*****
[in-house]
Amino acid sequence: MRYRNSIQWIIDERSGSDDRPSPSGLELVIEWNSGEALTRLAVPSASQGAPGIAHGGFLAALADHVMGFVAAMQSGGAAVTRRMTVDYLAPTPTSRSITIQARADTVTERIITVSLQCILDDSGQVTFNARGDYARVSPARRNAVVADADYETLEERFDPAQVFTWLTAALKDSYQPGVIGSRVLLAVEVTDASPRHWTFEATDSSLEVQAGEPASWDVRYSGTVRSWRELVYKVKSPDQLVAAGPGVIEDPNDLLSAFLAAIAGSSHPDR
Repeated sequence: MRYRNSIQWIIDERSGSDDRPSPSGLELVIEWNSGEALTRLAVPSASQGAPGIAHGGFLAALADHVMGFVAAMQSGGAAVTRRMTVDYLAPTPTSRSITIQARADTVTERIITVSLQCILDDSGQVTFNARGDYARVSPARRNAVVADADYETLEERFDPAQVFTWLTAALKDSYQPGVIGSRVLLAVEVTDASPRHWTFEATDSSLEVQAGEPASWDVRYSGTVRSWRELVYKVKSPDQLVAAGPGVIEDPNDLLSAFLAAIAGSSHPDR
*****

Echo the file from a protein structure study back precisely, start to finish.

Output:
[in-house]
Amino acid sequence: MRYRNSIQWIIDERSGSDDRPSPSGLELVIEWNSGEALTRLAVPSASQGAPGIAHGGFLAALADHVMGFVAAMQSGGAAVTRRMTVDYLAPTPTSRSITIQARADTVTERIITVSLQCILDDSGQVTFNARGDYARVSPARRNAVVADADYETLEERFDPAQVFTWLTAALKDSYQPGVIGSRVLLAVEVTDASPRHWTFEATDSSLEVQAGEPASWDVRYSGTVRSWRELVYKVKSPDQLVAAGPGVIEDPNDLLSAFLAAIAGSSHPDR
Repeated sequence: MRYRNSIQWIIDERSGSDDRPSPSGLELVIEWNSGEALTRLAVPSASQGAPGIAHGGFLAALADHVMGFVAAMQSGGAAVTRRMTVDYLAPTPTSRSITIQARADTVTERIITVSLQCILDDSGQVTFNARGDYARVSPARRNAVVADADYETLEERFDPAQVFTWLTAALKDSYQPGVIGSRVLLAVEVTDASPRHWTFEATDSSLEVQAGEPASWDVRYSGTVRSWRELVYKVKSPDQLVAAGPGVIEDPNDLLSAFLAAIAGSSHPDR